What is the attitude toward prisoners on strike? Is there a lot of tension in the prisons? How have the authorities responded so far?
No one has seen or experienced anything like this, so there is a wide range of feelings. There is tension, but there is always tension in prison. Authorities are responding as their owners say to respond to a threat to a multimillion-dollar business: repression without worrying about the consequences. Remember, judges and prosecutors are all in the same boat.
For example, Sidique Hasan of Lucasville, and member of the Free Ohio Movement, has been visited by the FBI and has been put in solitary confinement for being a spokesman of the movement.
What are the actions that are being called for September 9?
There are planned actions in prisons and against companies that benefit from slave labor in about 50 cities. Many cities are planning to hold film viewings and public debates on that date and afterward. Other actions will include noise demonstrations outside prisons throughout the country, to let the prisoners know they are not alone in their struggle. You can find out more information about these actions here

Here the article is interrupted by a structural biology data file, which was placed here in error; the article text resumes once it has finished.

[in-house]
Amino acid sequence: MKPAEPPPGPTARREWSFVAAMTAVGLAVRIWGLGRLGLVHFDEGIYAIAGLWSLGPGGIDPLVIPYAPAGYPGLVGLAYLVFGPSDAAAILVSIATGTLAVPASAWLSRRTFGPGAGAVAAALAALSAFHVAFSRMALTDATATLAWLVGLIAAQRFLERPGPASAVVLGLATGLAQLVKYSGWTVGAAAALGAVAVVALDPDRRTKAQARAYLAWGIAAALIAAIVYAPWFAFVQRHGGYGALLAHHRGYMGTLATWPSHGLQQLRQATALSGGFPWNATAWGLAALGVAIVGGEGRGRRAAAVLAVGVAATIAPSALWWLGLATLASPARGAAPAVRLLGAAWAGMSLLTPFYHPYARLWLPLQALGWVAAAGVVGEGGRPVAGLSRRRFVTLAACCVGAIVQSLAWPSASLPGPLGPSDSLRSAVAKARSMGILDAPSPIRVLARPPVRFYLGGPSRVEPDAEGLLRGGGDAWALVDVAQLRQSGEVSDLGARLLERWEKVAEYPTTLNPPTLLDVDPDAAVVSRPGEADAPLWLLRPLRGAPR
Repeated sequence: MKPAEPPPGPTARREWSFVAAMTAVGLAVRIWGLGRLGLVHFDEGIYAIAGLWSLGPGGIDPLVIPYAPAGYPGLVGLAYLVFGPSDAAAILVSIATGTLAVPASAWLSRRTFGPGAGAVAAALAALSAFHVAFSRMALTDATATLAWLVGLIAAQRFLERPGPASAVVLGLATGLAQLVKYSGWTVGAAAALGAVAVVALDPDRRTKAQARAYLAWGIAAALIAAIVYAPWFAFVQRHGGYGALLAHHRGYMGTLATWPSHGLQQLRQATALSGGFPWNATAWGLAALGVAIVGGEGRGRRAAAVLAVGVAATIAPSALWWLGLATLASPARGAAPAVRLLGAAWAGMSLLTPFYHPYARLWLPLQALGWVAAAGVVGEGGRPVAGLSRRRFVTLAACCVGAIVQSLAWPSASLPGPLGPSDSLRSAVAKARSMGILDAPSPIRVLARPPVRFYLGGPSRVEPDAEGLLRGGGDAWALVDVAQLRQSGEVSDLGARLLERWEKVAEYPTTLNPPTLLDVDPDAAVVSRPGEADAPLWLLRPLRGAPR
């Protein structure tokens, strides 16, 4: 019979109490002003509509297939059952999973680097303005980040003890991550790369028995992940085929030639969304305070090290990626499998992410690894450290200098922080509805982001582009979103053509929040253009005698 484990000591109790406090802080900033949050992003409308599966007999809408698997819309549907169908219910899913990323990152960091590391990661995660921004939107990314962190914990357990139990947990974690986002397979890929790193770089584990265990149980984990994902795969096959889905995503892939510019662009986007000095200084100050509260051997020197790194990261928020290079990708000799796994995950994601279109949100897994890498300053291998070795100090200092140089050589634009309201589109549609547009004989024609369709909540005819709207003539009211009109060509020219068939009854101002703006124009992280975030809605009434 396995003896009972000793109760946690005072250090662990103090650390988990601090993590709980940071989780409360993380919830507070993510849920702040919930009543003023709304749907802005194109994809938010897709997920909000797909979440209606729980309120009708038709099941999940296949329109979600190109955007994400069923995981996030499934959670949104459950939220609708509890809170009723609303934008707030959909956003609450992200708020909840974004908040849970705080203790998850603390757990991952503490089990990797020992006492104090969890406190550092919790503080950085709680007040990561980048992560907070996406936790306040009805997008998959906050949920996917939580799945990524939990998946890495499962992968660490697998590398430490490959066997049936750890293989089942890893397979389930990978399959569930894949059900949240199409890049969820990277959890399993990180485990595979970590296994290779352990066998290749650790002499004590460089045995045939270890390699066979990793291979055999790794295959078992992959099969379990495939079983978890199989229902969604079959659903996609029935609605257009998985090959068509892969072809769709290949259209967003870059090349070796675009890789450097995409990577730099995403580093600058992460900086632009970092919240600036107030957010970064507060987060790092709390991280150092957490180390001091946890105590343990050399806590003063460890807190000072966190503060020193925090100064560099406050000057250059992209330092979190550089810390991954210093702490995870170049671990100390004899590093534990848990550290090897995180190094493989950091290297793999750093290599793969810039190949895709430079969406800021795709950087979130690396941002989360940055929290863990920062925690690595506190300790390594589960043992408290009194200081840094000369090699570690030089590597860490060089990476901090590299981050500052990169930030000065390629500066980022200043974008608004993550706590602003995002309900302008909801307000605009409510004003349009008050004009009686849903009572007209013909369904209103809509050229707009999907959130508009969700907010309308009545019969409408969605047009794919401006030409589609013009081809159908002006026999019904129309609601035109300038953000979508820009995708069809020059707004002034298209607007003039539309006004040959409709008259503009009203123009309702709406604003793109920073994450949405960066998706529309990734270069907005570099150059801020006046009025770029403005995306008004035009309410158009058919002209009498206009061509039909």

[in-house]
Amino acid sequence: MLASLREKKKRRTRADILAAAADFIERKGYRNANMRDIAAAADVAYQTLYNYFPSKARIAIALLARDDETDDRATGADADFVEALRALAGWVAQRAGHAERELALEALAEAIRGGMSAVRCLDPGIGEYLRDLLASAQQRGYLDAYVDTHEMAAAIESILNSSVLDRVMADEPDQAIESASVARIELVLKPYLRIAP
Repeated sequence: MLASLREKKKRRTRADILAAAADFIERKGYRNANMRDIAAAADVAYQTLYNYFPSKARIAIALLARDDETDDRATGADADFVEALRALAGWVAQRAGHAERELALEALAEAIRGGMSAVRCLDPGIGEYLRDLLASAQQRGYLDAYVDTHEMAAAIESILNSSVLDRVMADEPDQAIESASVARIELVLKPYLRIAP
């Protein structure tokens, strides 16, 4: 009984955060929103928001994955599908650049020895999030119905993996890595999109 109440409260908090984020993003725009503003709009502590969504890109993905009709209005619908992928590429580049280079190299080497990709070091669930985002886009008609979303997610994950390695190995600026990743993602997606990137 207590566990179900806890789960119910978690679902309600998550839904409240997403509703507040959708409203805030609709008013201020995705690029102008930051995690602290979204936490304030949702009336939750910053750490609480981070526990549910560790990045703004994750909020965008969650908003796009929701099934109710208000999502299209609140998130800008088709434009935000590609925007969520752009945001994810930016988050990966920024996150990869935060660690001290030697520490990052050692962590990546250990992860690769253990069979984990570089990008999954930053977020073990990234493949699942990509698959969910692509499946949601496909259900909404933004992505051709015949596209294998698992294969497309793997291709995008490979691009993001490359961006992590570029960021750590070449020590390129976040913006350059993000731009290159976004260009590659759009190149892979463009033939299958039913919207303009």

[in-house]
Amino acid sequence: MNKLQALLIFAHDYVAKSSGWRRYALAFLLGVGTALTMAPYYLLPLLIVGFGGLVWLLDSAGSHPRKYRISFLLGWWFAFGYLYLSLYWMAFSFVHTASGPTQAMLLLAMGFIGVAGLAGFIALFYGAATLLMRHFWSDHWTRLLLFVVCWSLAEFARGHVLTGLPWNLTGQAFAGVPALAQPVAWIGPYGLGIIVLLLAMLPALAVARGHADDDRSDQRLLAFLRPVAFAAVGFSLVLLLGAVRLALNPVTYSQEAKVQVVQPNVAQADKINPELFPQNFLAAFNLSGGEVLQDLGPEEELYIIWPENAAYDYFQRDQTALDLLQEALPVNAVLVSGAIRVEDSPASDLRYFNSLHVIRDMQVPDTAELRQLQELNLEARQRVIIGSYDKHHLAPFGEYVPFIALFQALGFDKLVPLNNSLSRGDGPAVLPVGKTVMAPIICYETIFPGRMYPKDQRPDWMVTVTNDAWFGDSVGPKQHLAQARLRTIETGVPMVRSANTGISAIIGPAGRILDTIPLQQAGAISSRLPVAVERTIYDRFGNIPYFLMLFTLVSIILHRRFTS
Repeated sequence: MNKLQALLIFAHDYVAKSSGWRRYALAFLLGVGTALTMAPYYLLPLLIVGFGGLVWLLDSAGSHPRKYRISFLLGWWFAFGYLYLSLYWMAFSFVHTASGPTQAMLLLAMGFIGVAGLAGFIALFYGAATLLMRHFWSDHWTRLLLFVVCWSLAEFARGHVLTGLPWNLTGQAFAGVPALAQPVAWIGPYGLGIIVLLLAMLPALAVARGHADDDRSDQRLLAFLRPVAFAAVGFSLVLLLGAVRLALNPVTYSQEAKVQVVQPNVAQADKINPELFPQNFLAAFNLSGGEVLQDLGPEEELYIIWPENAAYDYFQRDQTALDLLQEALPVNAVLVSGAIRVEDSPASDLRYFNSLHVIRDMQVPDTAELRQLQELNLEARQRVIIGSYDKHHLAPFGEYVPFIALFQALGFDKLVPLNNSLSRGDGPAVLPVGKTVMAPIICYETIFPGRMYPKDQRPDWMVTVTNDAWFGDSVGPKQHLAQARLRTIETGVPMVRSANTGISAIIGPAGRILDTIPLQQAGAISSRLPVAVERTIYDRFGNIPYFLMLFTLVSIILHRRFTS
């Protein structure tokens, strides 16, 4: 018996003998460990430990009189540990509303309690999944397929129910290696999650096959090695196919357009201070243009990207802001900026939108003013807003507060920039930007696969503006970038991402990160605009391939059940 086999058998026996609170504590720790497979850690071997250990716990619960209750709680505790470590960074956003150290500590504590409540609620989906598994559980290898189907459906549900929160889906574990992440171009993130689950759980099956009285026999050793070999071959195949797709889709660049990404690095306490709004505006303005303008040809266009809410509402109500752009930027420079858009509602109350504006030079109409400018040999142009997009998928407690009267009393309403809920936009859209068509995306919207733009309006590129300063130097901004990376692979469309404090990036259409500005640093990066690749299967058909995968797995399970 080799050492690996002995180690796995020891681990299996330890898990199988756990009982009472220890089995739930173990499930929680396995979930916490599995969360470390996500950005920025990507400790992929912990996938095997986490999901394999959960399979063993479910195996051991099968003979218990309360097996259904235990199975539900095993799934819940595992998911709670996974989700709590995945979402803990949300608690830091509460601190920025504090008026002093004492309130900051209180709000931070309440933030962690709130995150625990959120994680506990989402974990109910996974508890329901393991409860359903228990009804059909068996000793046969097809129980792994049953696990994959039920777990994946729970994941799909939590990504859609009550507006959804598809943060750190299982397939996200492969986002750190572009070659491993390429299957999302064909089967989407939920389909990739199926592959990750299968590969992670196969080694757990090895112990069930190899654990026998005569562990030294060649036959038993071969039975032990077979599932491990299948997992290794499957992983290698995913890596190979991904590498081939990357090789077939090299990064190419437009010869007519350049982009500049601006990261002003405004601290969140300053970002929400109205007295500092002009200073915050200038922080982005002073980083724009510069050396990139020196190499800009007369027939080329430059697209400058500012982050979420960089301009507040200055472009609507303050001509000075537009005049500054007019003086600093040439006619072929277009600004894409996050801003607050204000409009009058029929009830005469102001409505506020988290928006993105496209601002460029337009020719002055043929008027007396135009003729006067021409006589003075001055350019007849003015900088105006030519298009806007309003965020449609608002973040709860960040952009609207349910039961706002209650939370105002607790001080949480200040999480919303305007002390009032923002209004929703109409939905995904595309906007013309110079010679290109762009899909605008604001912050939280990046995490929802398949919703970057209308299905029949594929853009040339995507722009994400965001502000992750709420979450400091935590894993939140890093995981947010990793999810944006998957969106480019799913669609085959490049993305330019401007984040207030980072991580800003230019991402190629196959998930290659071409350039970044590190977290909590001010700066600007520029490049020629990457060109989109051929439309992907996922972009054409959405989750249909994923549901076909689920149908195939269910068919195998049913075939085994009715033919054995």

How can we support this fight from abroad?
Continue posting and reporting. Ask people to support the prison protests; investigate and identify companies that use inmate labor, such as McDonald’s; protest their establishments and boycott them. And most important, help us inside. Help increase the movement. You can make donations to the Free Alabama Movement PayPal at [email protected]
The statements of solidarity help. These have been received from prisoners in Greece, Bulgaria, and Mexico. We ask people not to buy products from companies that profit from prison slavery. We would like to see prisoners organize globally as part of “one big union” that uses the strike as a weapon to fight against austerity and white supremacy. IWOC has representation in England, and hopefully more unions, prisoners, and other people involved in supporting prisoners and their collective actions worldwide.
An injury to one is an injury to all!